Winning a fight for your life depends on well-practiced fighting skills and being psychologically prepared to use your gun. Psychological preparedness for combat survival encompasses four elements: situational awareness, positive self-talk, fear control and mental rehearsal. The reality is that the world is a dangerous place. Unawareness of an imminent threat, lack of preparedness or denial of its presence can lead to death.
Good guys and gals don’t go out looking for a fight. Therefore, to quote noted master firearms trainer Clint Smith, “If a fight finds its way to us, it will not be what we want it to be, it will be what it is.” So we have to be psychologically as well as physically prepared for worst-case scenarios.
The Decision to Be Prepared
I am a licensed clinical psychologist and I carry concealed. I take home defense seriously because I do not want to be a victim. Therefore, for me, the issue of psychological preparedness to use a gun for combat survival is just as real as it should be for any law enforcement officer — or for anyone else. In an emergency, I’ll call 911 just as fast as I can. The fact is that the police (God bless them) cannot be counted on to get there on time to save you if you are attacked. That is why the police usually arrive after a crime has been committed. So, you must be prepared to deal with a criminal aggressor before the cavalry arrives.
The late Colonel Jeff Cooper and his student, master trainer Gabe Suarez, explain the best defense against an attacker. It’s decisive, aggressive, lightning-quick, ruthless and vicious. In order to be ready, we must remain ever alert. As individuals, we can never afford to let down our guard.
Use a Gun for Personal Security
Every law-abiding citizen has a stake in maintaining safety and a responsibility to do his or her part. That means being psychologically prepared to use a gun or other lethal force in defense of one’s own life and limb. These beliefs led me to begin serious personal training in the defensive and tactical use of handguns, long guns and hand-to-hand fighting skills. Being serious about survival means knowing how to fight and being prepared to employ lethal force swiftly and decisively to stop an attacker intent on taking your life. This also entails knowing when the use of lethal force in self-defense is justified and when it isn’t.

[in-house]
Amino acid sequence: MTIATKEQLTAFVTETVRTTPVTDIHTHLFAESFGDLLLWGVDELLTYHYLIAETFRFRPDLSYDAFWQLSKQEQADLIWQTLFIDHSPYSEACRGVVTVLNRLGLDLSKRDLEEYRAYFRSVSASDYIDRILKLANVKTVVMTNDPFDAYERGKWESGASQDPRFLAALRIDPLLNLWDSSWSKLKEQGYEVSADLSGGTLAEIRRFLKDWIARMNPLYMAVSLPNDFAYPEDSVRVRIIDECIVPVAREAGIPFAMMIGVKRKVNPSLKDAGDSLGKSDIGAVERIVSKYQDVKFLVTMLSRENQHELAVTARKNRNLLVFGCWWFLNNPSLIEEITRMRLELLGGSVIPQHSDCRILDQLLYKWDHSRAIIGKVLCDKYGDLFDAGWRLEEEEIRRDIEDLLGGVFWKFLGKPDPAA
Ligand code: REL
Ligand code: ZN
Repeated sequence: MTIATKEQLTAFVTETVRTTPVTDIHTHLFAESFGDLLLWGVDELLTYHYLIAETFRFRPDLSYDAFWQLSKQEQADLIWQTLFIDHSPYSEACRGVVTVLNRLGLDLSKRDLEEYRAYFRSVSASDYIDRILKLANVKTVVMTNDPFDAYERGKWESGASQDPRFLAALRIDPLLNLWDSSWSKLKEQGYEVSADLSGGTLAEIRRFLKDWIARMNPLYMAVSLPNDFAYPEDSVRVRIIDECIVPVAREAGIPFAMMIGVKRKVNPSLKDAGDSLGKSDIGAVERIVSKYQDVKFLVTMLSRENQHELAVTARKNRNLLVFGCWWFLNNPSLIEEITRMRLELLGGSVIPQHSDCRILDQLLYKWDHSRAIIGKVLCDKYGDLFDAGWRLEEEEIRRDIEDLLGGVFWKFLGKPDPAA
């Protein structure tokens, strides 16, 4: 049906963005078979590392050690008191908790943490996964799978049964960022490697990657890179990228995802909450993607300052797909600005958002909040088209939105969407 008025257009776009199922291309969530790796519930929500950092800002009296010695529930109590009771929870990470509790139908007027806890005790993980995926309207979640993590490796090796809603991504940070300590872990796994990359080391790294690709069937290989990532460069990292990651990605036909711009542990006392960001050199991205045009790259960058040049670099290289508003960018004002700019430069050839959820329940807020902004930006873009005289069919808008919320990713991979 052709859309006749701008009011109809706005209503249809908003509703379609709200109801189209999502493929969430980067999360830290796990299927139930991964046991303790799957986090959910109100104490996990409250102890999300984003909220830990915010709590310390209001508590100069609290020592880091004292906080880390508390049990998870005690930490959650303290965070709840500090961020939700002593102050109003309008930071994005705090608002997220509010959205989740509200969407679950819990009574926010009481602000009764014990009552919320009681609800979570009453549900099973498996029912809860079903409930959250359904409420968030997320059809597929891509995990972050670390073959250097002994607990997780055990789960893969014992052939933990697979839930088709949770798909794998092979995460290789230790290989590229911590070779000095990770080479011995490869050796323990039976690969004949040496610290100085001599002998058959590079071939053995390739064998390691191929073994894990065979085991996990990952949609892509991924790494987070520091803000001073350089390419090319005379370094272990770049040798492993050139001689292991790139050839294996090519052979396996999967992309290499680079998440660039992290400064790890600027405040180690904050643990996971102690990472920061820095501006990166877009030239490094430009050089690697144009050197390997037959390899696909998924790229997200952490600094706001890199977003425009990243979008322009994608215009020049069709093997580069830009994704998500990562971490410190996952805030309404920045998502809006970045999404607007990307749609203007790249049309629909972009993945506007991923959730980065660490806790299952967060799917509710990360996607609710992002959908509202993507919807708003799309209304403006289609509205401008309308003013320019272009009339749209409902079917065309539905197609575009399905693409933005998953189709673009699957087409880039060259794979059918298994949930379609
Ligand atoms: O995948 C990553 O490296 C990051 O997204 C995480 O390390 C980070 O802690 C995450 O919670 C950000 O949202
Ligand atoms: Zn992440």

It bears remembering that because we good guys and gals act only in self-defense, we are likely to be a wee bit behind the time curve if some creep launches a deadly attack against us. Unfortunately, we are reacting to the bad guy’s actions. His threatening behavior or attack is our cue. His cue is our apparent vulnerability. This is where alertness and situational awareness come in, but more about this in a moment.
Disarmed citizens are at the mercy of violent criminals. Only the strong survive. Strength comes from knowledge, skills, psychological preparedness and having the right tools for the job. The job is self-defense and survival. Being psychologically prepared for survival entails knowing how and when to use your gun and other weapons and having them when you need them.
However, having a weapon will do you little good if you are caught unaware and do not have the chance to employ it. Worse yet, if you are unaware and/or untrained in weapon retention techniques, your weapon can be taken away from you and used against you. So, the first step in survival is situational awareness.
The first key element is situational awareness. This means being your own bodyguard. It means learning Col. Jeff Cooper’s color codes and training yourself to tune into the appropriate level of awareness for the circumstances. Cooper’s color codes comprise a system for cueing yourself into the appropriate level of alertness, situational awareness, readiness and activation to the circumstances. It is a continuum that ranges from “Condition White” (completely tuned out and unaware) to “Condition Black” (you’re in a fight for your life).
It is important to point out that the rationale for the continuum is that you cannot shift directly and abruptly from “Condition White” into “Condition Black.” Just as you cannot shift from reverse into drive in your car without first going through neutral, you must go through the intermediary states of awareness and readiness.
This condition is never appropriate when you are outside the safe confines of your castle. Even if you are, it may only be wise to settle into this level of unawareness for brief periods. Certainly, when you are in a deep sleep, you’re in Condition White. So, you’d better have good door and window locks and a good alarm system.
We should train ourselves to be in yellow most of the time. This does not mean being paranoid. It means remaining alert and aware of what is going on around us. Thus, if there is a potential problem that may need to be solved, we are ready to move up the continuum of alertness, readiness and activation. Thus, we need to train ourselves to seamlessly transition from Condition Yellow into Condition Orange should the need arise.
Going into Condition Orange means that there’s something up that feels not quite right. You’ve turned up the flame on the burner and you are ready if the situation escalates into a real and imminent threat. If the situation does escalate, you then go automatically into Condition Red.